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Use the included table. +z.025 = ?+z.025 = z.025 = ? Standard Normal Distribution Z ~ Z ~ N(0, 1) Z What symmetric interval about the mean 0 contains 95% of the population values? -z.025 = “.025 critical values” Use R: > qnorm(.025) [1] > qnorm(.975) [1]

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+z.025 = ?+z.025 = z.025 = ? Standard Normal Distribution Z ~ Z ~ N(0, 1) Z What symmetric interval about the mean 0 contains 95% of the population values? -z.025 = “.025 critical values” What symmetric interval about the mean age of 25.4 contains 95% of the population values? X yrs X ~ N( μ, σ ) X ~ N(25.4, 1.5) > areas = c(.025,.975) > qnorm(areas, 25.4, 1.5) [1]

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Use the included table. Standard Normal Distribution Z ~ Z ~ N(0, 1) Z z.05 = ?-z.05 = ? What symmetric interval about the mean 0 contains 90% of the population values? Similarly…

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20 …so average 1.64 and average of and …

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Use the included table. -z.05 = ?-z.05 = Standard Normal Distribution Z ~ Z ~ N(0, 1) Z z.05 = ? What symmetric interval about the mean 0 contains 90% of the population values? Similarly… +z.05 = “.05 critical values” Use R: > qnorm(.05) [1] > qnorm(.95) [1]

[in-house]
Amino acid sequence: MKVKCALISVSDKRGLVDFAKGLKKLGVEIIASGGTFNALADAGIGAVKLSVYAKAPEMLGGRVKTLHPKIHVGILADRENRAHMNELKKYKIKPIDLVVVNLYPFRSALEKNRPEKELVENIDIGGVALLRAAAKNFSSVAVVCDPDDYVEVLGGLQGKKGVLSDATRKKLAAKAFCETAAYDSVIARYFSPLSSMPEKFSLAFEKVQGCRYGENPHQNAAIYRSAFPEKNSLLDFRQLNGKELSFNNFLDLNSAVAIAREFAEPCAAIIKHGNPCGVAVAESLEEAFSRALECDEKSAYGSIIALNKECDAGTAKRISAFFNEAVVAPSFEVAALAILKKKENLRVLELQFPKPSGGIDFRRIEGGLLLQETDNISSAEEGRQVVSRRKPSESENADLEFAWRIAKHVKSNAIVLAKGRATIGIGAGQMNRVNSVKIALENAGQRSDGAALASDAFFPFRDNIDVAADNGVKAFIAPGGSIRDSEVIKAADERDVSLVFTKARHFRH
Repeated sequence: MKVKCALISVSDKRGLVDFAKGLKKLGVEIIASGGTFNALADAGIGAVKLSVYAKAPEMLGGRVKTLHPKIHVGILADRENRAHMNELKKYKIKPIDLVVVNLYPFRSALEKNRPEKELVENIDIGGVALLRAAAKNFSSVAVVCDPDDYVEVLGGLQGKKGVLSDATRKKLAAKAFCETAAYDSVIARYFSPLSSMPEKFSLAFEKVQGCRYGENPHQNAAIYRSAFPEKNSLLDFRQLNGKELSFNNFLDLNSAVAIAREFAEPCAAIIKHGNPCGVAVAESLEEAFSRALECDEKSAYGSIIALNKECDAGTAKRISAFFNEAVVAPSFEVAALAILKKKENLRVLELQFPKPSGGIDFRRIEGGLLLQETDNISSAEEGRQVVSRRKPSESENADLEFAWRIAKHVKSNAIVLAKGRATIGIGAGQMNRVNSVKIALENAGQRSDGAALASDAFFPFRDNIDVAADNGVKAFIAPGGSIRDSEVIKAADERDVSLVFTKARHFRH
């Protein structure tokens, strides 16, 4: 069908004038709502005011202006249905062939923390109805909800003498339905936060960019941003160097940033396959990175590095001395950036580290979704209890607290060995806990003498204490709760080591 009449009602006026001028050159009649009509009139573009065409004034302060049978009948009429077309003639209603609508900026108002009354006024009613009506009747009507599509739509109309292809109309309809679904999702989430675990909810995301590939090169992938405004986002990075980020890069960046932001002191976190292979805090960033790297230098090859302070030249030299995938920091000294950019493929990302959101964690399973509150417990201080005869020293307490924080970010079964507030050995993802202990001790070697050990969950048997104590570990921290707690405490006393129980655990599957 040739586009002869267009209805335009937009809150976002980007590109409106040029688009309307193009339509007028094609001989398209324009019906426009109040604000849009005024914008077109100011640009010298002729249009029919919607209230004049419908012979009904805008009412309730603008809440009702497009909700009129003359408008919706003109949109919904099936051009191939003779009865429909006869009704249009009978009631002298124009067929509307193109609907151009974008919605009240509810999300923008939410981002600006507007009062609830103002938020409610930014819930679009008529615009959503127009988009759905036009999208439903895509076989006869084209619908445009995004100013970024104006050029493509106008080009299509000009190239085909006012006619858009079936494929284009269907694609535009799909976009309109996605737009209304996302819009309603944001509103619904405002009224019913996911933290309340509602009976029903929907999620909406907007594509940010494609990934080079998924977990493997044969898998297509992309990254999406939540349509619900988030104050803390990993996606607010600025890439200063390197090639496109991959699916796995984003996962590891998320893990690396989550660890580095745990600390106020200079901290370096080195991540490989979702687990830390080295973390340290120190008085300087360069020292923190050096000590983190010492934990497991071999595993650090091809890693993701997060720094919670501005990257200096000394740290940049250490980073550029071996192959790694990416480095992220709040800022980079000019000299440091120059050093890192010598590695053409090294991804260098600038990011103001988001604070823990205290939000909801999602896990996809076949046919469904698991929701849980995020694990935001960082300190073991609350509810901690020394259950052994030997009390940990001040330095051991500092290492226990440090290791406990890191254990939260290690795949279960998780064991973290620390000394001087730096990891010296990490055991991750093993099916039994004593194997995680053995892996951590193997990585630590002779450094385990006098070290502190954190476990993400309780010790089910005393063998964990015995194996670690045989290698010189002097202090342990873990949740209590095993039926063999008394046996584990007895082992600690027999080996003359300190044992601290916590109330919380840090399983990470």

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-z.05 = ?-z.05 = Standard Normal Distribution Z ~ Z ~ N(0, 1) Z z.05 = ? What symmetric interval about the mean 0 contains 100(1 – )% of the population values? Similarly… +z.05 = “.05 critical values” In general…. 1 – / 2 -z / 2 +z / 2 “ / 2 critical values”

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23 continuousdiscrete Suppose a certain outcome exists in a population, with constant probability . P(Success) = P(Failure) = 1 – We will randomly select a random sample of n individuals, so that the binary “Success vs. Failure” outcome of any individual is independent of the binary outcome of any other individual, i.e., n Bernoulli trials (e.g., coin tosses). Discrete random variable X = # Successes in sample (0, 1, 2, 3, …,, n) Discrete random variable X = # Successes in sample (0, 1, 2, 3, …,, n) Then X is said to follow a Binomial distribution, written X ~ Bin(n, ), with “probability function” f(x) =, x = 0, 1, 2, …, n.

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24 > dbinom(10, 100,.2) [1] Area

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25 > pbinom(10, 100,.2) [1] Area

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30 Therefore, if… X ~ Bin( n, ) with n 15 and n (1 – ) 15, then… Therefore, if… X ~ Bin( n, ) with n 15 and n (1 – ) 15, then… That is… “Sampling Distribution” of

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31 ● Normal distribution ● Log-Normal ~ X is not normally distributed (e.g., skewed), but Y = “logarithm of X” is normally distributed ● Student’s t-distribution ~ Similar to normal distr, more flexible ● F-distribution ~ Used when comparing multiple group means ● Chi-squared distribution ~ Used extensively in categorical data analysis ● Others for specialized applications ~ Gamma, Beta, Weibull…